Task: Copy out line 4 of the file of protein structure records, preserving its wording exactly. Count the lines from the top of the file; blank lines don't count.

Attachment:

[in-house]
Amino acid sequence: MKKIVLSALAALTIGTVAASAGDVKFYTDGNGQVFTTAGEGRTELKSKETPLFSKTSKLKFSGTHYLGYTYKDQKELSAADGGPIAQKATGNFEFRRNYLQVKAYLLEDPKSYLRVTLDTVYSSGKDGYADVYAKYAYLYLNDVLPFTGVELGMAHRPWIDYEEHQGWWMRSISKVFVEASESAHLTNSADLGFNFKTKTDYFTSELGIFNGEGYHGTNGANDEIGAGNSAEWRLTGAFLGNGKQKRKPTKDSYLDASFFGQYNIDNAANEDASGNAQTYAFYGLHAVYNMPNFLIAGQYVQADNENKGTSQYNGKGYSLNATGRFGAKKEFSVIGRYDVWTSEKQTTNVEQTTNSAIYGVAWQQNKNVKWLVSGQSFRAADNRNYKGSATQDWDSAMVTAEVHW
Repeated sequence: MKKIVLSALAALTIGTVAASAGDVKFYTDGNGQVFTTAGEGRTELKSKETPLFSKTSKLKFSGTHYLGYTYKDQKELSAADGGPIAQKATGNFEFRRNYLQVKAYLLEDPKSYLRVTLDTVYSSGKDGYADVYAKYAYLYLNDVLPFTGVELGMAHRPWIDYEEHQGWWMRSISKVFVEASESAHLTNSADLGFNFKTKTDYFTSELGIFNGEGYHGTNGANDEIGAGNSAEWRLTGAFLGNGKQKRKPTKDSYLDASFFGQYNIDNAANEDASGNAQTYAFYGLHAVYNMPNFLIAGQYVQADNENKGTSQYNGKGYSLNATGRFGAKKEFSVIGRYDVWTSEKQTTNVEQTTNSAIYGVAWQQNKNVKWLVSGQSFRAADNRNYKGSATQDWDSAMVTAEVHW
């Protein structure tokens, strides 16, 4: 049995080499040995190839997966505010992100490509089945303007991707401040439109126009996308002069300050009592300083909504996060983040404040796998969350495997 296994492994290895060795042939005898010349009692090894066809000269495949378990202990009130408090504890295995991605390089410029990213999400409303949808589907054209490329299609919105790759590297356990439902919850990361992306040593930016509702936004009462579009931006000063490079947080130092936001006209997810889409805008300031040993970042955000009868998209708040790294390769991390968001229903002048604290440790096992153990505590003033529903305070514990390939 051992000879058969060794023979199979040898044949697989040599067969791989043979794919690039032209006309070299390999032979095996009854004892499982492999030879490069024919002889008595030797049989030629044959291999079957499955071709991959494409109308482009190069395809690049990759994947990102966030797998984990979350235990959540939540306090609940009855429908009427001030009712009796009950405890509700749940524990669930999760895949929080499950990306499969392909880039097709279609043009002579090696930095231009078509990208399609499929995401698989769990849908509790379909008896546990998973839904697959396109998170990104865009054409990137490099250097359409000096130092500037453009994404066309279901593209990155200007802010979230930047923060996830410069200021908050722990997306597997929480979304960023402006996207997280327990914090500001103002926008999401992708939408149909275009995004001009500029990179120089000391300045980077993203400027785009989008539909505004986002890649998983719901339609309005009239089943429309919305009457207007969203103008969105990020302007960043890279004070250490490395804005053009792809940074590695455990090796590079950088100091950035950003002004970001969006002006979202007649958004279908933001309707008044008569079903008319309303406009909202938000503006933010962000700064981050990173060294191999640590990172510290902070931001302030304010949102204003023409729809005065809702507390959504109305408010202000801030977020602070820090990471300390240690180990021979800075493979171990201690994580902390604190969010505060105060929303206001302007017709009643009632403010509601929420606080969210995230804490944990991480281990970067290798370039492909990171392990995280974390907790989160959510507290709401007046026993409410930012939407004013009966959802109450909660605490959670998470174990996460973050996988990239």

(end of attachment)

């Protein structure tokens, strides 16, 4: 049995080499040995190839997966505010992100490509089945303007991707401040439109126009996308002069300050009592300083909504996060983040404040796998969350495997 296994492994290895060795042939005898010349009692090894066809000269495949378990202990009130408090504890295995991605390089410029990213999400409303949808589907054209490329299609919105790759590297356990439902919850990361992306040593930016509702936004009462579009931006000063490079947080130092936001006209997810889409805008300031040993970042955000009868998209708040790294390769991390968001229903002048604290440790096992153990505590003033529903305070514990390939 051992000879058969060794023979199979040898044949697989040599067969791989043979794919690039032209006309070299390999032979095996009854004892499982492999030879490069024919002889008595030797049989030629044959291999079957499955071709991959494409109308482009190069395809690049990759994947990102966030797998984990979350235990959540939540306090609940009855429908009427001030009712009796009950405890509700749940524990669930999760895949929080499950990306499969392909880039097709279609043009002579090696930095231009078509990208399609499929995401698989769990849908509790379909008896546990998973839904697959396109998170990104865009054409990137490099250097359409000096130092500037453009994404066309279901593209990155200007802010979230930047923060996830410069200021908050722990997306597997929480979304960023402006996207997280327990914090500001103002926008999401992708939408149909275009995004001009500029990179120089000391300045980077993203400027785009989008539909505004986002890649998983719901339609309005009239089943429309919305009457207007969203103008969105990020302007960043890279004070250490490395804005053009792809940074590695455990090796590079950088100091950035950003002004970001969006002006979202007649958004279908933001309707008044008569079903008319309303406009909202938000503006933010962000700064981050990173060294191999640590990172510290902070931001302030304010949102204003023409729809005065809702507390959504109305408010202000801030977020602070820090990471300390240690180990021979800075493979171990201690994580902390604190969010505060105060929303206001302007017709009643009632403010509601929420606080969210995230804490944990991480281990970067290798370039492909990171392990995280974390907790989160959510507290709401007046026993409410930012939407004013009966959802109450909660605490959670998470174990996460973050996988990239």